[Reid] was wowed by Obama's oratorical gifts and believed that the country was ready to embrace a black presidential candidate, especially one such as Obama --After apologizing to the President, he hastily spread his contrition around:
a 'light-skinned' African American 'with no Negro dialect, unless he wanted to have one.
An aide to the senator told CNN that Reid offered apologies to several prominent African-Americans, including House Democrats Jim Clyburn of South Carolina and Barbara Lee of California; the Rev. Al Sharpton; CNN political contributor and Democratic strategist Donna Brazile; NAACP chairman Julian Bond; and the head of the Leadership Conference on Civil Rights, Wade Henderson.My reaction was similar to Ward Connerly's. The popular right does those who hold freedom of expression in the highest regard no favors by being leftist-lite in their hysterical seizures over such inconsequential remarks. The next Trent Lott episode has now been cued, and the stupid omertas that support the perpetual fear people have of saying the 'wrong thing' are strengthened instead of sustaining welcome cracks in their foundations. A little candidness is refreshing. Everything Reid said is at least plausible, and in my judgment objectively true.
While many whites pay scant attention to the social consequences of differences in black skin tone, it's salient in the black community. But even in popular culture, melanin matters. Caramel-colored black women tend to rise to the top (Beyonce, Rihanna). When the rare jet does so, it's often by way of association (Michelle Obama) or through sheer merit (the Williams' sisters). And there are reasons nearer the ground for why people tend to associate lighter skin with greater competence. The following table shows the estimated mean IQ (converted from wordsum scores, under the assumption that the average black IQ is 85 with a standard deviation of 15) for three subgroups of black respondents as assessed by interviewers in 1982:
As listening to the radio makes clear, black vocal inflections are usually easily detectable. Obama's strong frame and emphatic delivery are obvious political assets. If his public presence was akin to Ron Paul's, he wouldn't be in the White House.
Finally, "negro" is an antiquated but not necessarily derogatory term to use in describing people of African descent. The US Census uses it alongside "black" and "African-American", as older blacks apparently prefer it to the newer labels.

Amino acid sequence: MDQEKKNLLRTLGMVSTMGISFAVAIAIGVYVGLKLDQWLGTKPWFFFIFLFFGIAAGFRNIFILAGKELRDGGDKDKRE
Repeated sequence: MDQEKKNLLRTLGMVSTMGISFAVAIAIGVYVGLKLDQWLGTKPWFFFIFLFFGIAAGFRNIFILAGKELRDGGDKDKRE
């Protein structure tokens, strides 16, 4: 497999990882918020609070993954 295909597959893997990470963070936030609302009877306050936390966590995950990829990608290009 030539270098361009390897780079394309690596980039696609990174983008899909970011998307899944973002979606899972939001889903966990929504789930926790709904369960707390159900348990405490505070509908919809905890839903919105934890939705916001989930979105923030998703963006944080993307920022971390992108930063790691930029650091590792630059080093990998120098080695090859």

My brother was incredulous about the last point. I explained to him that "negro" used to be favored over "black". I wasn't sure when the swapping of acceptability occured, but guessed it was sometime in the seventies. Fortunately, Agnostic's clever method of tapping the New York Times' archives to gauge the popular presence of ideas, people, and phrases over time offers the chance for greater precision.
The following graph shows the percentage of total articles containing the word "negroes", "blacks", and "African-Americans" by decade from 1851 to 1959, and then by individual year thereafter*. The blue line tracks "negroes", the black line "blacks", and the red line "African-Americans":
There was a spike during the 1860s as the US Civil War was fought. A century later, focus again shifted to blacks as a separate group of Americans, and stayed there up through most of the previous decade. It's difficult to tell whether or not the decline in reference to blacks as a group has settled around 1 of 100 articles, or if it will drop further still. The decrease in usage may be due to the increasing attention given to Hispanics, leading to the substitution of "blacks" or "African-American" with the broader "minorities".
"Negro" was clearly the word of choice until 1969, the year of the 'culmination' of the black civil rights movement and the year following MLK's assassination. By 1972, "negro"--viewed as having an ugly association with slavery--had essentially fallen out of the respectable media's lexicon, thoroughly replaced by "black". The 20 to 30 articles using the word from that time are mostly referencing historical quotes from books or people.
In the late eighties, Teddy Roosevelt's dreaded hyphenated Americanism was given semantic legitimacy. Up to that point, it had never been used to describe American-born blacks. I was in preschool at the time, and given how inchoate politically correct phraseology doesn't seem to benefit from the most meticulous of record-keeping, I am not sure of the impetus for the third-generation descriptor. Please enlighten in the comments if you are able to [Xenophon has kindly done just that]. It looks as though "African-American" will assume primacy over "black" in the next few years.
Reid was thirty when "negro" went over the precipice. He grew up using it just as I use "black" to describe people today. God forbid that, in my seventies, I momentarily forget an update to the most current version of newspeak and say something I would've innocently said as a young adult. I hate political correctness.
GSS variables used: COLOR(1-2)(3)(4-5), WORDSUM
* The plural form of each term is used to avoid the problem of "black" as an adjective describing the color of something (other than human skin!). It seemed too arbitrary and tedious to run a string of phrases like "black man", "black woman", "black student", etc. The important thing is that each descriptor is plural, so the comparisons are not apples-to-oranges. Also, I made sure "African-Americans" would catch "African Americans" as well. It does.